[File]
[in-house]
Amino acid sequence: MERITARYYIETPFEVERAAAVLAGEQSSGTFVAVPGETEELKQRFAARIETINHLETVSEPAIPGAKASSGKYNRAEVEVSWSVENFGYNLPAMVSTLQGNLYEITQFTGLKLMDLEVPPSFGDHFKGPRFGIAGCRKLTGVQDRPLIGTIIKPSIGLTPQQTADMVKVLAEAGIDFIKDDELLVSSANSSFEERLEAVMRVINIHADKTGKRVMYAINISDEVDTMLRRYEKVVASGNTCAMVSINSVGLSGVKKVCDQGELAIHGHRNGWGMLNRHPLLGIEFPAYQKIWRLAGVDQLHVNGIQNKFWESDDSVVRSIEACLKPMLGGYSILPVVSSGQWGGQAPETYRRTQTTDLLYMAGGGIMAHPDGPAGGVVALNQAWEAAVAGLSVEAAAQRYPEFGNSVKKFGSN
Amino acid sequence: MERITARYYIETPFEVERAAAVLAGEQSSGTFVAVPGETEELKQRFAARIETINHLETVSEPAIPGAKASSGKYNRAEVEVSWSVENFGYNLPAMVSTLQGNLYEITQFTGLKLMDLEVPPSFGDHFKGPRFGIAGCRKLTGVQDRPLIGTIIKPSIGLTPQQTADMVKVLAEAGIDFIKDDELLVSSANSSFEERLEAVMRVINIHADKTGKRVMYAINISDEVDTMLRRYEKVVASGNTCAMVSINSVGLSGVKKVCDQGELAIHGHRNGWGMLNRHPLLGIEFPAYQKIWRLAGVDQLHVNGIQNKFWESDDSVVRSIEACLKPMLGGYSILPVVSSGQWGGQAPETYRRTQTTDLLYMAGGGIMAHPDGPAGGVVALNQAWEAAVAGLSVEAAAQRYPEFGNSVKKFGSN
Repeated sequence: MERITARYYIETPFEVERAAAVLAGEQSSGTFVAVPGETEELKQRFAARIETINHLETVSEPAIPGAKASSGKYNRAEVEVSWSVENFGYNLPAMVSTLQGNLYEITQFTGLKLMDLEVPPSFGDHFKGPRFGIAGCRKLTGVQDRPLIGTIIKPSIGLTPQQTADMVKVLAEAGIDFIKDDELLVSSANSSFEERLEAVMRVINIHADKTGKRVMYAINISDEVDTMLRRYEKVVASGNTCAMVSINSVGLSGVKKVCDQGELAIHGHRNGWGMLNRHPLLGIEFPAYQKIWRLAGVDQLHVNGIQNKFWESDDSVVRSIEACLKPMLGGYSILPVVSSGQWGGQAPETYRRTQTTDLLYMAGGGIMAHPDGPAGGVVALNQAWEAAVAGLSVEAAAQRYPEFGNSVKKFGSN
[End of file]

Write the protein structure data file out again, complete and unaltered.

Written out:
[in-house]
Amino acid sequence: MERITARYYIETPFEVERAAAVLAGEQSSGTFVAVPGETEELKQRFAARIETINHLETVSEPAIPGAKASSGKYNRAEVEVSWSVENFGYNLPAMVSTLQGNLYEITQFTGLKLMDLEVPPSFGDHFKGPRFGIAGCRKLTGVQDRPLIGTIIKPSIGLTPQQTADMVKVLAEAGIDFIKDDELLVSSANSSFEERLEAVMRVINIHADKTGKRVMYAINISDEVDTMLRRYEKVVASGNTCAMVSINSVGLSGVKKVCDQGELAIHGHRNGWGMLNRHPLLGIEFPAYQKIWRLAGVDQLHVNGIQNKFWESDDSVVRSIEACLKPMLGGYSILPVVSSGQWGGQAPETYRRTQTTDLLYMAGGGIMAHPDGPAGGVVALNQAWEAAVAGLSVEAAAQRYPEFGNSVKKFGSN
Amino acid sequence: MERITARYYIETPFEVERAAAVLAGEQSSGTFVAVPGETEELKQRFAARIETINHLETVSEPAIPGAKASSGKYNRAEVEVSWSVENFGYNLPAMVSTLQGNLYEITQFTGLKLMDLEVPPSFGDHFKGPRFGIAGCRKLTGVQDRPLIGTIIKPSIGLTPQQTADMVKVLAEAGIDFIKDDELLVSSANSSFEERLEAVMRVINIHADKTGKRVMYAINISDEVDTMLRRYEKVVASGNTCAMVSINSVGLSGVKKVCDQGELAIHGHRNGWGMLNRHPLLGIEFPAYQKIWRLAGVDQLHVNGIQNKFWESDDSVVRSIEACLKPMLGGYSILPVVSSGQWGGQAPETYRRTQTTDLLYMAGGGIMAHPDGPAGGVVALNQAWEAAVAGLSVEAAAQRYPEFGNSVKKFGSN
Repeated sequence: MERITARYYIETPFEVERAAAVLAGEQSSGTFVAVPGETEELKQRFAARIETINHLETVSEPAIPGAKASSGKYNRAEVEVSWSVENFGYNLPAMVSTLQGNLYEITQFTGLKLMDLEVPPSFGDHFKGPRFGIAGCRKLTGVQDRPLIGTIIKPSIGLTPQQTADMVKVLAEAGIDFIKDDELLVSSANSSFEERLEAVMRVINIHADKTGKRVMYAINISDEVDTMLRRYEKVVASGNTCAMVSINSVGLSGVKKVCDQGELAIHGHRNGWGMLNRHPLLGIEFPAYQKIWRLAGVDQLHVNGIQNKFWESDDSVVRSIEACLKPMLGGYSILPVVSSGQWGGQAPETYRRTQTTDLLYMAGGGIMAHPDGPAGGVVALNQAWEAAVAGLSVEAAAQRYPEFGNSVKKFGSN